Recently I’ve turned to film and video poetry as a means of synthesizing my interests in writing, filmmaking, and voice. I love the freedom of performing my own camera and editing work without the pressures of fundraising involved in creating larger film projects or art gallery exhibitions. My research into global film/video poetry communities and venues inspires me to make new work in this field. In 2022 my experimental cine-poem, temporal assemblages, was nominated for Best Experimental Film at the 20th Female Eye Film Festival in Toronto, and that year also awarded a Special Mention at the 10th International Video Poetry Festival, in Athens, Greece. I’ve since completed two new film poems, featuring my spoken word texts with music by my longtime collaborator, Malcolm Lewis. 

3 short films about love is triptych of three short pieces, each about a minute in length, exploring moods generated by the transitory nature of love.

What Remains combines images from my Super-8 film work with recent digital recordings. Images from large scale public art spectacles perform ecological settings and the poem questions the role of human capital in constructing our histories.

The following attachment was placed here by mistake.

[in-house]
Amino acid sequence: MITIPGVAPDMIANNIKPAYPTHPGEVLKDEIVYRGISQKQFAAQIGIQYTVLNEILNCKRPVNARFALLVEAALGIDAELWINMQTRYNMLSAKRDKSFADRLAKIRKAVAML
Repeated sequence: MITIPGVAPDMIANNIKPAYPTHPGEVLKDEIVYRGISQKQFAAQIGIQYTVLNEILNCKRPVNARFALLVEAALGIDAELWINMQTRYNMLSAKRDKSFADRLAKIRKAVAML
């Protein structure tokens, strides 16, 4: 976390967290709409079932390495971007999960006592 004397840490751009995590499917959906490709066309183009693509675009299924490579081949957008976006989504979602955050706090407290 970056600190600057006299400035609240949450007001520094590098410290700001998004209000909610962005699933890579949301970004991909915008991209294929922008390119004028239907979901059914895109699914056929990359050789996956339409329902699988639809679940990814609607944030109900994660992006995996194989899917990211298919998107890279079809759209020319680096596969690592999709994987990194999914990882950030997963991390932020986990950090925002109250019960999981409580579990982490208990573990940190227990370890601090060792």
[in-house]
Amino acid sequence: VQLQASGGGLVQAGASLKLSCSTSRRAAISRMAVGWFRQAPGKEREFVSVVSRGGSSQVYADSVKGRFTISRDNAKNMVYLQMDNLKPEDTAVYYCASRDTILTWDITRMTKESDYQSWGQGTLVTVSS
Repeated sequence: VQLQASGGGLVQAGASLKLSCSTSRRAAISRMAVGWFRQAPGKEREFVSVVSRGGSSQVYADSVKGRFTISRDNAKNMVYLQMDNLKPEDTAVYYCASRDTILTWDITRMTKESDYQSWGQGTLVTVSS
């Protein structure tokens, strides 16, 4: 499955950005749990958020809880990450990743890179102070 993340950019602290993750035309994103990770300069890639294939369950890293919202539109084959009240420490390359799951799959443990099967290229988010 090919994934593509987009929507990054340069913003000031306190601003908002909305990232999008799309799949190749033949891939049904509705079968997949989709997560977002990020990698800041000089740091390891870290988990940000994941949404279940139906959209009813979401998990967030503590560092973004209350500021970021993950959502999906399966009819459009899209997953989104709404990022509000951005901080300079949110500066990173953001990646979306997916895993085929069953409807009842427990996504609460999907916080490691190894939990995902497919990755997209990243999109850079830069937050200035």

10th Annual Video Poetry Festival, Athens

This month I had the pleasure of attending the 10th Annual Video Poetry Festival,  organized by The Institute for Experimental Arts, in Athens, Greece. The festival programmed my short film poem, temporal assemblages (2022) and it had a fabulous lineup of film and video projects, live performances, workshops and talks, poetry readings – a fun-filled four days with great people and an open and friendly vibe. I met people from many countries and enjoyed walking around the ancient city with its centuries of ruins counterpoised with miles of colourful graffiti, some of it quite beautiful.

new film: temporal assemblages